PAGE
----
Allah says in the Quran,
الْخَبِيثَاتُ لِلْخَبِيثِينَ وَالْخَبِيثُونَ لِلْخَبِيثَاتِ ۖ وَالطَّيِّبَاتُ لِلطَّيِّبِينَ وَالطَّيِّبُونَ لِلطَّيِّبَاتِ
One of the meanings of this ayah is:
“Evil women are for evil men, and evil men are for evil women. And good women are for good men and good men are for good women.” (Surat An-Nur, 26)
To try to gain a righteous spouse, we must do our best and work our hardest to attain righteousness ourselves. This applies to both men and women.
I often address the biggest problem I see around me, online and offline: women who think they are men, or think they are just like men, or who think they don’t need men, or who think they must compete with men. Basically, feminists.
But there are many non-feminist Muslim women out there, alhamdulillah. And unfortunately, there are some feminist men out there, weak men, unreliable men. Sad but true.
Some sisters want to be traditional women. They long to marry a good man, take care of him as a wife should, stay home to make the house a home, have children and raise them well. They are happy to follow the leadership of a good Muslim husband.
But some men are not cognizant or appreciative of this type of woman or her immense value. Instead of taking full care of his traditional wife, some men ask her to work at a job somewhere because times are rough and the economy isn’t good right now and the cost of living is high.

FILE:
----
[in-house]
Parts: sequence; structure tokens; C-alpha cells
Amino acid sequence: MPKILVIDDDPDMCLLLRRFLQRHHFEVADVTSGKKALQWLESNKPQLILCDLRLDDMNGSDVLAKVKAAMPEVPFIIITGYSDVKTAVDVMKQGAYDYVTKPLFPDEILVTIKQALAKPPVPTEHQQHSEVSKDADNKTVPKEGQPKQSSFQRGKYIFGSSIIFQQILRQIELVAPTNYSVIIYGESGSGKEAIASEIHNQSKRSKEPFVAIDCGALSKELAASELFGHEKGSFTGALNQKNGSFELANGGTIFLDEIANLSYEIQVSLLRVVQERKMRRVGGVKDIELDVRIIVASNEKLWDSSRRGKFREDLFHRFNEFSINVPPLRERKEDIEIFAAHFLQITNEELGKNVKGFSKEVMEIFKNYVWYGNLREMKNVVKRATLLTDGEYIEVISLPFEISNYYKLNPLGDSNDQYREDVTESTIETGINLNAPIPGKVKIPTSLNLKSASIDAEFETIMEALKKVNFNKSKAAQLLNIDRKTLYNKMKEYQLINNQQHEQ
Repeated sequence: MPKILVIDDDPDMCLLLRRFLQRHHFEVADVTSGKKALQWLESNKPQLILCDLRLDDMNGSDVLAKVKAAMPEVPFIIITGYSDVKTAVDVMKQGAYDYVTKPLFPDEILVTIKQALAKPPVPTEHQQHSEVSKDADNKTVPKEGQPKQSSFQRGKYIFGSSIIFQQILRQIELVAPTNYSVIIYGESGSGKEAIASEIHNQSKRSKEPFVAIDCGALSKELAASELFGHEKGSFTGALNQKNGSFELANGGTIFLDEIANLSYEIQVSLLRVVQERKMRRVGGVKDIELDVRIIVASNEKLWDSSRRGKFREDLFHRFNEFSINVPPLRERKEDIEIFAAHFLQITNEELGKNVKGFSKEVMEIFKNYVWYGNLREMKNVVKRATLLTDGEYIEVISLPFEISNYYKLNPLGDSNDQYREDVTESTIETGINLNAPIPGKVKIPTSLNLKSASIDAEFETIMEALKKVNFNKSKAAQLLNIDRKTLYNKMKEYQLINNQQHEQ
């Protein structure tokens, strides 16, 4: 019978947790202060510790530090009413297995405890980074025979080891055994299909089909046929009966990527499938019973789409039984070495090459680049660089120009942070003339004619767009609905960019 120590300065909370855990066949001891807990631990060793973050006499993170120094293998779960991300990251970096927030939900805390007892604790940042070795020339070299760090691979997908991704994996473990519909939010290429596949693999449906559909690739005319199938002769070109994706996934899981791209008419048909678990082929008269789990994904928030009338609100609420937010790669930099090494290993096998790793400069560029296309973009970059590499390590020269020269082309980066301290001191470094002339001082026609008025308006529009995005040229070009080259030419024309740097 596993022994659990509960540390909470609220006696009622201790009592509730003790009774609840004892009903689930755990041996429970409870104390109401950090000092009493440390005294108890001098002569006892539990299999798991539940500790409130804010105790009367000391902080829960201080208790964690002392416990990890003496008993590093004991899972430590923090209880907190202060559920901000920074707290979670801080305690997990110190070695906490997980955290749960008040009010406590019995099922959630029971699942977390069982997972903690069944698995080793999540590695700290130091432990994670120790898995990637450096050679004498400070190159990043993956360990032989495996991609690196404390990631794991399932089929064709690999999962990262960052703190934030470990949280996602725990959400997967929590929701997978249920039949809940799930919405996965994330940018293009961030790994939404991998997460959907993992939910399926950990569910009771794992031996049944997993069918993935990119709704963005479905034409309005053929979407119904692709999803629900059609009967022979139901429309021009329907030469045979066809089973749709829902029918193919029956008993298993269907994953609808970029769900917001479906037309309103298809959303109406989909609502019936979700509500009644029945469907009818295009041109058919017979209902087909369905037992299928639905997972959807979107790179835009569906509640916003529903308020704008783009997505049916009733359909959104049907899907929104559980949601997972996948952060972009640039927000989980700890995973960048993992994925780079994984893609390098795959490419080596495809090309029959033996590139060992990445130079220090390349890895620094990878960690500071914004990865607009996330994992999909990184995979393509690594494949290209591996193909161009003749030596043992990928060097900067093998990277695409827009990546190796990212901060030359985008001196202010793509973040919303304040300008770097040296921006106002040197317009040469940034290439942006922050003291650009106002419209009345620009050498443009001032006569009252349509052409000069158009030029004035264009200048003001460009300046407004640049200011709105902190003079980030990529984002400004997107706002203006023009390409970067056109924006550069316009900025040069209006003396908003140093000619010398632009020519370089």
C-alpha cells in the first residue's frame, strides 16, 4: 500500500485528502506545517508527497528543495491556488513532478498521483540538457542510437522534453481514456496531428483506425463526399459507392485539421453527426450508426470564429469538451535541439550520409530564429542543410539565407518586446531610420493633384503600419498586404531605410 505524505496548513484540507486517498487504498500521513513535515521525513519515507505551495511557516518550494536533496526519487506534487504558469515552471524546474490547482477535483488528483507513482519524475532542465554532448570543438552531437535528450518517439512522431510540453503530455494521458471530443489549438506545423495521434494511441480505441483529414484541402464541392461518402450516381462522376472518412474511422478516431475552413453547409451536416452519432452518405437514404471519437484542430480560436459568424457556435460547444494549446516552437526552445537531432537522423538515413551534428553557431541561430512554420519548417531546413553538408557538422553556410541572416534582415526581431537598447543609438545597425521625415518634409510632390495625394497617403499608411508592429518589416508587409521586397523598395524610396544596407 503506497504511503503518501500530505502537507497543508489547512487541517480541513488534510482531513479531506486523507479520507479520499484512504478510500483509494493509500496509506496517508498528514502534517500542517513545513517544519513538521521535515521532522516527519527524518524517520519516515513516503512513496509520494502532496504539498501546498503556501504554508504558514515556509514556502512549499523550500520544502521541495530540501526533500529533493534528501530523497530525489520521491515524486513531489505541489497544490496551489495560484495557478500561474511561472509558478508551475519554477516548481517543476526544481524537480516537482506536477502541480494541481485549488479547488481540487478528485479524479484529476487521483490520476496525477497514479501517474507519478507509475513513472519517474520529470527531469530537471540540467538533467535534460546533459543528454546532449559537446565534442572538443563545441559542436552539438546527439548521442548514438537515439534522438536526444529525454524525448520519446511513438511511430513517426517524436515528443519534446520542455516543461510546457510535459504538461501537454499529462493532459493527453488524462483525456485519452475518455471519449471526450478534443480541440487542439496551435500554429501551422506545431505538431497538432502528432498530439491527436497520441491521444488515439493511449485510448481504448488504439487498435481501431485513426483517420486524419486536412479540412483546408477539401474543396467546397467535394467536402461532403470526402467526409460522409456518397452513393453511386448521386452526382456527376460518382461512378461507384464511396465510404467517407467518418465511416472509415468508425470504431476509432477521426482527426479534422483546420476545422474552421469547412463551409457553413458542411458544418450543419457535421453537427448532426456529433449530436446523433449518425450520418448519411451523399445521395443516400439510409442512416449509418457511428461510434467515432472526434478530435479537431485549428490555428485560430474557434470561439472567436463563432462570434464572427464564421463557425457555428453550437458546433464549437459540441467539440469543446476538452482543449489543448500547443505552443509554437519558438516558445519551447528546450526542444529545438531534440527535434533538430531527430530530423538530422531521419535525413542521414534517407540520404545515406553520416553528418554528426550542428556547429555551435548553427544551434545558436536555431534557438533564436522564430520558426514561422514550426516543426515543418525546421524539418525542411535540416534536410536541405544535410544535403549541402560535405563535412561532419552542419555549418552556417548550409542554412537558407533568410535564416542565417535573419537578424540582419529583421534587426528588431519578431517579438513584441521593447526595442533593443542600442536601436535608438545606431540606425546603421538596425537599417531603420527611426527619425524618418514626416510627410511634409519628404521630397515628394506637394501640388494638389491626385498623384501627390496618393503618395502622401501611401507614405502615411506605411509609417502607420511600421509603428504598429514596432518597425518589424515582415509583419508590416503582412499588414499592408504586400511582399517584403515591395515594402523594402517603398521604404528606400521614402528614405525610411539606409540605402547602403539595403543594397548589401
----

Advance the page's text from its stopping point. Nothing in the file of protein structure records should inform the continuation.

Instead of loving that she wants to focus on the home and not mix outside with strange men, some men will push their wives outside into the workforce so she can become “a productive member of society” who “contributes” in a real way.
Instead of shouldering the full burden of financial responsibility for the family with masculine strength, some men will look to their wives to split bills with them 50-50.
Of course, each family is different and has its own situation. Some families are forced to have both parents working outside the home to make ends meet and put basic food on the table. Some men try their best, but simply due to extenuating conditions outside their control (like disease, disability, etc.), they are forced to rely on the wife to contribute financially to keep the family afloat. The husband hates his inability to be the sole provider, but he has no choice. This is different.
But when there is a choice and the husband merely chooses to encourage his wife to work without need, this is not a traditional husband. When it’s just a preference of the husband’s that his wife “bring something to the table,” and to him this “something” is a paycheck every two weeks, he is not a traditional husband. If he likes to live extravagantly far beyond his means and sends his wife to work for this silly reason, this is not a traditional husband.
How do you expect to be a leader of the family as a man if you require your wife to make money for you?
Note that these men are much fewer than feminist women.
A traditional Muslim husband is the provider, protector, and leader of the family. He takes his roles seriously and does his utmost to fulfill his obligations according to the deen. He doesn’t expect his wife to do some of his work for him. He’s not a “male feminist” who falls for the flimsy lies of feminism that marriage is 50-50 egalitarianism. No. A traditional man has a deep sense of responsibility and dignity, and his masculinity does not allow him to falter in his duties to provide, protect, and lead.
Traditional men are for traditional women. Traditional women are for traditional men.
Feminist men are for feminist women. Feminist women are for feminist men.